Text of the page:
Great news! The Coronavirus Job Retention Scheme (CJRS) has been extended from 30 April to 30 September 2021. This means that employees can continue to be paid 80% of their usual pay for hours not working up to £2,500 per month.
What does this mean for employers? Employers are required to contribute 10% of pay in July and 20% in August and September i.e., the government will be contributing 70% and 60% respectively, the remainder is to be paid by the employer. Pay is based on ‘Usual Pay’.
Eligible employees are those that have been included in a PAYE Real Time Information (RTI) submission between 20 March 2020 and 2 March 2021.
Deciding on the ‘Usual Pay’ for an employee depends on the ‘Reference Date’. There are three periods to consider:
Working this out is more involved than for Fixed Pay.
• wages earned in the corresponding calendar period in a previous year
• average wages payable in 2019/20 tax year
they can be furloughed from 1 May 2021. You need to use 2 March 2021 as the reference date and calculate 80% of average wages payable between 6 April 2020 (or the date the employment started, if later) and the date before they were first furloughed on or after 1 May 2021.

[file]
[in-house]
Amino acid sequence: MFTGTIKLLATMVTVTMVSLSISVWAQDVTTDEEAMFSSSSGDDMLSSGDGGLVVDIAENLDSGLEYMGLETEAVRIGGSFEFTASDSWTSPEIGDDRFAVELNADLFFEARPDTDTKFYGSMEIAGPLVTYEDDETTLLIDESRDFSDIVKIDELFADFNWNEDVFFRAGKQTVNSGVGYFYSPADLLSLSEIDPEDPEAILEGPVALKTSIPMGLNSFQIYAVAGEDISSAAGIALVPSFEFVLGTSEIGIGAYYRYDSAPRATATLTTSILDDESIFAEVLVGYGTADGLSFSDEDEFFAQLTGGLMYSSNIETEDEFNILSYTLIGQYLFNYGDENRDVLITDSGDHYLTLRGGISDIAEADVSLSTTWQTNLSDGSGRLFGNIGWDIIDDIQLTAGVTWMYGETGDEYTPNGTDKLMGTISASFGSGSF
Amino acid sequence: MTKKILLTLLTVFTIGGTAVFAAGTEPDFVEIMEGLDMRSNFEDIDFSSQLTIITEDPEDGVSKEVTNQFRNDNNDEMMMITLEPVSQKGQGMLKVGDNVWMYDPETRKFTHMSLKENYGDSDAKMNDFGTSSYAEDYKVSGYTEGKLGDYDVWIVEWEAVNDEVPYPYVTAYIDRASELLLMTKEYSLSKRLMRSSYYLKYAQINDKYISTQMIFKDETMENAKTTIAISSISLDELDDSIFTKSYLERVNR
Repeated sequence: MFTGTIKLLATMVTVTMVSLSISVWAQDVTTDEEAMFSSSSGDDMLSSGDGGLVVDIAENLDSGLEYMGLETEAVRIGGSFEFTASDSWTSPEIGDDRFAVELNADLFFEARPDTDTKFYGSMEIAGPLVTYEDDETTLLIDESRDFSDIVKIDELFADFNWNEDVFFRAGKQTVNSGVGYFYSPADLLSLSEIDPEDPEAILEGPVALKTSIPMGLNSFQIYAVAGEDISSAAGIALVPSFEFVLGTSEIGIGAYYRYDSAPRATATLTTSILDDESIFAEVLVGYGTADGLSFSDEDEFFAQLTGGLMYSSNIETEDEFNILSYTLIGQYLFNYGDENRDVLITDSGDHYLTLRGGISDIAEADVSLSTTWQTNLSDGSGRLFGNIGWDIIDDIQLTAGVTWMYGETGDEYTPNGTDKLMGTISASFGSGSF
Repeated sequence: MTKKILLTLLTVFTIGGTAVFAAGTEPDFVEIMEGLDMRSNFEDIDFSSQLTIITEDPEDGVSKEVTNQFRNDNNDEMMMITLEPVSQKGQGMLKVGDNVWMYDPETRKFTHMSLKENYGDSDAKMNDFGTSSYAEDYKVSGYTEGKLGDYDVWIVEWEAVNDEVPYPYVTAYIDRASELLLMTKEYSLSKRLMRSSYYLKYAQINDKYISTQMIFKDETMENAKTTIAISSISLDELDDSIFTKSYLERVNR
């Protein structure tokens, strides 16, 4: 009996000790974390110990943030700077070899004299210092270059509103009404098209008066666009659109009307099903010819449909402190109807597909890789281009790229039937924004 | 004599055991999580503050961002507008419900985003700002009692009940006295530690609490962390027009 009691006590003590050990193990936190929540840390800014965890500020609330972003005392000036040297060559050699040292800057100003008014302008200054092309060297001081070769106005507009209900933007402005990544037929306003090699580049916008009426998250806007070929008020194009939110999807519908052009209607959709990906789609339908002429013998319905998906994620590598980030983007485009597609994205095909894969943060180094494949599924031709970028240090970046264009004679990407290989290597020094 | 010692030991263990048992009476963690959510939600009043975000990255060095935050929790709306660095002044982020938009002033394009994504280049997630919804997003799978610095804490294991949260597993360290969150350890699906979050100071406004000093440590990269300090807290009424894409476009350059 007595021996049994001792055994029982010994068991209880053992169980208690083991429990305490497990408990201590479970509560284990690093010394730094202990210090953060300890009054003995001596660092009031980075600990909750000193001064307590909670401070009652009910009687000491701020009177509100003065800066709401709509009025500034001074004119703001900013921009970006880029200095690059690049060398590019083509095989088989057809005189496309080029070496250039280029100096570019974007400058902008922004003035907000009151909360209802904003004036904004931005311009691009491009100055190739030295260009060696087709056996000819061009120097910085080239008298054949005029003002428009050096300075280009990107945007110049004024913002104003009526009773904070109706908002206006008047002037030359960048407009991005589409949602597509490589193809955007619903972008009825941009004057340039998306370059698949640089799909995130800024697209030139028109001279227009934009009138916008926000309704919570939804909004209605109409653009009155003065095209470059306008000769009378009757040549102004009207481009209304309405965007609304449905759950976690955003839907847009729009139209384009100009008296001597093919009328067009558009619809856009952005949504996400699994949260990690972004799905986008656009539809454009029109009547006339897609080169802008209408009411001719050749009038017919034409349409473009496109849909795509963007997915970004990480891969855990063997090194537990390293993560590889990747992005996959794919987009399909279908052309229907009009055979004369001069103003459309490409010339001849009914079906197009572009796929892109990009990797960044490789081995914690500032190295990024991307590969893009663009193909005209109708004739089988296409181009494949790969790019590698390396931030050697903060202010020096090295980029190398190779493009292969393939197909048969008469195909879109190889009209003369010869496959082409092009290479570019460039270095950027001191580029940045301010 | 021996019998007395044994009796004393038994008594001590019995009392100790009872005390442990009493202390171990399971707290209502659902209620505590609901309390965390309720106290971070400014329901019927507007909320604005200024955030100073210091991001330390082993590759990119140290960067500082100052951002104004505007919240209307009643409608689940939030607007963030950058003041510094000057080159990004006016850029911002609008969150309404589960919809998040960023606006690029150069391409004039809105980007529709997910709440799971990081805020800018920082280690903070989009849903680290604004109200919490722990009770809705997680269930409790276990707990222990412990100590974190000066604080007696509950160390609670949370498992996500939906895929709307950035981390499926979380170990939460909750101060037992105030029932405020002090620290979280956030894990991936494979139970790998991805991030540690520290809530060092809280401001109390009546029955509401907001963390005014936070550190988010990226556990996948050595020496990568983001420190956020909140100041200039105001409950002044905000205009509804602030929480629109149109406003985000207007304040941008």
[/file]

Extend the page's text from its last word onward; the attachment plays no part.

If you’ve claimed too much grant through the CJRS then you must pay this back. You can also make a voluntary repayment if you do not want or need the grant to pay your employees’ wages, PAYE and National Insurance and Pension Contributions.
If you are still making Furlough claims, you can correct it in your next claim. This means the new claim will be reduced by the amount you are repaying. Or if you are not able to adjust your next claim you can get a payment reference number and pay back HMRC within 30 days.
Records of all your furlough claims and adjustments must be kept for 6 years after you made the claim.
Of course, if you get stuck then feel free to get in touch with us and we will do what we can to help you. Otherwise, the HMRC website is a mine of useful information. In order to create this blog post, we consulted the HMRC website and our own manuals.
Calculate wage costs:
Examples of how much you can claim:
Post originally published in May 2021, updated July 2021.
Connect with us